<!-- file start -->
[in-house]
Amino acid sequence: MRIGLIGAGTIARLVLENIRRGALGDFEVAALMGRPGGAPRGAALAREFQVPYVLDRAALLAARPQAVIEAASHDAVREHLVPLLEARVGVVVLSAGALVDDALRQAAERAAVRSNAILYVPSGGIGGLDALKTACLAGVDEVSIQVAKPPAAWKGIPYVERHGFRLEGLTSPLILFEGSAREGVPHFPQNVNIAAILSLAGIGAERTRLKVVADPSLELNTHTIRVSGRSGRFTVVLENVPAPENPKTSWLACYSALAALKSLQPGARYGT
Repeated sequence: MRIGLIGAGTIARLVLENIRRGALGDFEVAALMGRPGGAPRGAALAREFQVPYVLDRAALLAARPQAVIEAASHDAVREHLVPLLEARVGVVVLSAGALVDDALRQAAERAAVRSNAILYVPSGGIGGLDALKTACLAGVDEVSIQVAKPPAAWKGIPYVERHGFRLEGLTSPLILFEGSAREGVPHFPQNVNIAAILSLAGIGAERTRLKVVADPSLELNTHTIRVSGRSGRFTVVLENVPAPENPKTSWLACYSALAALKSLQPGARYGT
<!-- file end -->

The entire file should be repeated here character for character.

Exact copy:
[in-house]
Amino acid sequence: MRIGLIGAGTIARLVLENIRRGALGDFEVAALMGRPGGAPRGAALAREFQVPYVLDRAALLAARPQAVIEAASHDAVREHLVPLLEARVGVVVLSAGALVDDALRQAAERAAVRSNAILYVPSGGIGGLDALKTACLAGVDEVSIQVAKPPAAWKGIPYVERHGFRLEGLTSPLILFEGSAREGVPHFPQNVNIAAILSLAGIGAERTRLKVVADPSLELNTHTIRVSGRSGRFTVVLENVPAPENPKTSWLACYSALAALKSLQPGARYGT
Repeated sequence: MRIGLIGAGTIARLVLENIRRGALGDFEVAALMGRPGGAPRGAALAREFQVPYVLDRAALLAARPQAVIEAASHDAVREHLVPLLEARVGVVVLSAGALVDDALRQAAERAAVRSNAILYVPSGGIGGLDALKTACLAGVDEVSIQVAKPPAAWKGIPYVERHGFRLEGLTSPLILFEGSAREGVPHFPQNVNIAAILSLAGIGAERTRLKVVADPSLELNTHTIRVSGRSGRFTVVLENVPAPENPKTSWLACYSALAALKSLQPGARYGT